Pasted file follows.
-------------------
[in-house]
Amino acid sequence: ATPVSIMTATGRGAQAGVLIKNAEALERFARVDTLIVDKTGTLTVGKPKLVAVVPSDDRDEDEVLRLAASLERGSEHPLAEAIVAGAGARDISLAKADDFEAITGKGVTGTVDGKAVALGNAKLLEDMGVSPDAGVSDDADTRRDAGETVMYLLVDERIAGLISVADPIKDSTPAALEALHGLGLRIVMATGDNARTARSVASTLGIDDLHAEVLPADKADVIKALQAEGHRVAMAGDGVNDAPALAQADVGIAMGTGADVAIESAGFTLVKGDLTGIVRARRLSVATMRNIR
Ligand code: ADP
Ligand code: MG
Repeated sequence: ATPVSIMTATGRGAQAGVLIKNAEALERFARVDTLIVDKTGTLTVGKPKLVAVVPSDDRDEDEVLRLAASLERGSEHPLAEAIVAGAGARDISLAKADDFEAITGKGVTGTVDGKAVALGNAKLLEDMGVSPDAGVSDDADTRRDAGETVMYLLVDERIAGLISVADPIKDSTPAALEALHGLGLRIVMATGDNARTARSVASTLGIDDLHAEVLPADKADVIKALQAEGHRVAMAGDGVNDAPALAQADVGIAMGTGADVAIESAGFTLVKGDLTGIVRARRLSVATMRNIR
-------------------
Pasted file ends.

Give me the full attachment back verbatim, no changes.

[in-house]
Amino acid sequence: ATPVSIMTATGRGAQAGVLIKNAEALERFARVDTLIVDKTGTLTVGKPKLVAVVPSDDRDEDEVLRLAASLERGSEHPLAEAIVAGAGARDISLAKADDFEAITGKGVTGTVDGKAVALGNAKLLEDMGVSPDAGVSDDADTRRDAGETVMYLLVDERIAGLISVADPIKDSTPAALEALHGLGLRIVMATGDNARTARSVASTLGIDDLHAEVLPADKADVIKALQAEGHRVAMAGDGVNDAPALAQADVGIAMGTGADVAIESAGFTLVKGDLTGIVRARRLSVATMRNIR
Ligand code: ADP
Ligand code: MG
Repeated sequence: ATPVSIMTATGRGAQAGVLIKNAEALERFARVDTLIVDKTGTLTVGKPKLVAVVPSDDRDEDEVLRLAASLERGSEHPLAEAIVAGAGARDISLAKADDFEAITGKGVTGTVDGKAVALGNAKLLEDMGVSPDAGVSDDADTRRDAGETVMYLLVDERIAGLISVADPIKDSTPAALEALHGLGLRIVMATGDNARTARSVASTLGIDDLHAEVLPADKADVIKALQAEGHRVAMAGDGVNDAPALAQADVGIAMGTGADVAIESAGFTLVKGDLTGIVRARRLSVATMRNIR